Baby Ash is ten and a half months old. It seems every day we have a new achievement to cheer about in our house. Each day a new example of her finding her own ability to interact with the things of the earth and her fellow humans. Each interaction is an assertion that she is her own person. And each is accompanied by the most wonderful grin of accomplishment. Some are "normal" milestones: walking, first word, though no parent takes these for granted. And some are "special", like learning to throw a paper airplane after watching her brother and sister do it. Every milestone for our babies feels like an achievement for us parents too. We have kept them fed and safe so that they might grow. We have weathered the tumultuous first months where life is a blur and the purpose of it all seems far from our grasp. Our helpless baby, whose tiny toes we counted for the first time, mere months ago, is growing up. We are all delighting in her burgeoning personhood.
In the past six weeks she has:
Taken her first steps and progressed to running!
Walked out into the garden
Walked around the shops holding my hand
Learnt the dropping game
Discovered that she is most happy with one thing in each hand AND something in her mouth
Discovered how fun it is to race out of the sitting room door and up the stairs as fast as she can EVERY time the door is left open
Learnt to lower herself frontways off the bed without bumping her head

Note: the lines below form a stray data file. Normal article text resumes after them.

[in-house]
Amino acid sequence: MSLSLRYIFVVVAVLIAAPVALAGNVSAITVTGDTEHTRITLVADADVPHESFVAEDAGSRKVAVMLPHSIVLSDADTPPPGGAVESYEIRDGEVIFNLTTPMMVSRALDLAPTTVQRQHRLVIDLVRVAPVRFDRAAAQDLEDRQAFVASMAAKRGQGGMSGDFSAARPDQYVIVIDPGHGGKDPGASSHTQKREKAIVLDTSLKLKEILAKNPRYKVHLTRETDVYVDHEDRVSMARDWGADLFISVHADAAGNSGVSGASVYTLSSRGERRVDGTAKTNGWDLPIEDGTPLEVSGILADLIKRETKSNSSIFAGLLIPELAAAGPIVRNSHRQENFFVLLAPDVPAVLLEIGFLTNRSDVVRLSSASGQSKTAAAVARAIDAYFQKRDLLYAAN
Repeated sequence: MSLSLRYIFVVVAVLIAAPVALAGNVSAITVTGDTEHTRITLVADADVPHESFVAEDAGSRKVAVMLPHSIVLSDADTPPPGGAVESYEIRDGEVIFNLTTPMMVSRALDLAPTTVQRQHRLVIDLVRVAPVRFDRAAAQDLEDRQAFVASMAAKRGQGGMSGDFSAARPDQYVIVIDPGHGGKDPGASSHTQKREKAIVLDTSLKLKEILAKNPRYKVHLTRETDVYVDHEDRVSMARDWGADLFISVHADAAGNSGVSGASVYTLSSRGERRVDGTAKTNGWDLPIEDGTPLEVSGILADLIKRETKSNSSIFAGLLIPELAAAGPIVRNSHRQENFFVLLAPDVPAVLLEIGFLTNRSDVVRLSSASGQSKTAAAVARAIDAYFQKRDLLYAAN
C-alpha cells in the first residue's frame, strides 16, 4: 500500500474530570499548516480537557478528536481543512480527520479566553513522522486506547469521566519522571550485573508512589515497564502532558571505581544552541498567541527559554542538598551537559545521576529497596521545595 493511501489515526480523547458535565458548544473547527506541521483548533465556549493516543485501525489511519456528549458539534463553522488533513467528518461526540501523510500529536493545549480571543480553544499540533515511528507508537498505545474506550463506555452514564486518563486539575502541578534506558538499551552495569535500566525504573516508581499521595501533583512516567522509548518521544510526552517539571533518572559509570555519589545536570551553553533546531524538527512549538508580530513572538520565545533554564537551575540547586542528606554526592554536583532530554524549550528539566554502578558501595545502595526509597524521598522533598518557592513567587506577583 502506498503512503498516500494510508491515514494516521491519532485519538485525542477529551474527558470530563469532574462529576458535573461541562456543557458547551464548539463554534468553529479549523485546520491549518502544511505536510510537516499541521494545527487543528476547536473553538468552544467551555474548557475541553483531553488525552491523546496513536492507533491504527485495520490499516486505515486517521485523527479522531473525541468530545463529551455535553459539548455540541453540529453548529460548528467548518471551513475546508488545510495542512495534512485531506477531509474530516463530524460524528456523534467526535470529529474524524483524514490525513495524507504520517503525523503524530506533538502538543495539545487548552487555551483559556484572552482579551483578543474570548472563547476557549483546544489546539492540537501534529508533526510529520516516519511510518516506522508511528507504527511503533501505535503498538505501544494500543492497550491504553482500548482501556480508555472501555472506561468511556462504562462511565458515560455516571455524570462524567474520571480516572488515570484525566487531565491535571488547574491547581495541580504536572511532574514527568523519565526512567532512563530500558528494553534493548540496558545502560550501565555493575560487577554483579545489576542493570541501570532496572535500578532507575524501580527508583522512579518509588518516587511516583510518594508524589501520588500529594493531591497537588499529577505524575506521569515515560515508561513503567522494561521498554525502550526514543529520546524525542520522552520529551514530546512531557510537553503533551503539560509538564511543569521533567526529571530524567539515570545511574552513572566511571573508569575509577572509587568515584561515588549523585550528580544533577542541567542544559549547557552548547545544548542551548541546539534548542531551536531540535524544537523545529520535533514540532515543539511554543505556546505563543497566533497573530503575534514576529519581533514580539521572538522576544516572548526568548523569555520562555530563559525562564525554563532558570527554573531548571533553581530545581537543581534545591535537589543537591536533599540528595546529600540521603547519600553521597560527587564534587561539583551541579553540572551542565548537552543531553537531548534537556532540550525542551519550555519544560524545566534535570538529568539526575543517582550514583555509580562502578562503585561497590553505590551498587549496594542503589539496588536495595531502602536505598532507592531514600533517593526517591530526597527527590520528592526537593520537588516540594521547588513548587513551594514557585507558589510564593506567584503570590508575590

Learnt to support herself in a swing so she doesn't bop her nose
Learnt to clap and bop to music
Drunk from a cup by herself
Learnt to shake her head to great comic effect when she KNOWS she's doing something bold
Held a worm...and dropped it
Tried eating everything - favourites include: LEGO, stones, dice, chocolate money with the foil on, crayons...
Fed herself with a spoon
Learnt to spit out food for comic effect
Discovered that the wood burner is hot, and the fireguard is not worth squeezing around
Enjoyed interacting with chickens, piglets and cows.
Learnt to throw a paper airplane
Learnt to "talk" on the phone
Kicked a ball
Done her first drawing
Learnt to go back to sleep without breastfeeding
I am reading a wonderful book at the moment to review for JUNO: "A Different Kind of Perfect" about parenting special needs children. My heart breaks for all those parents who dreamed of their "perfect" child, and then watch the milestone times of first step, first word go by, further confirming the special needs of their child, instilling a deep sense of loss, grief, anger. I truly feel for all parents in this situation everytime we celebrate our milestones.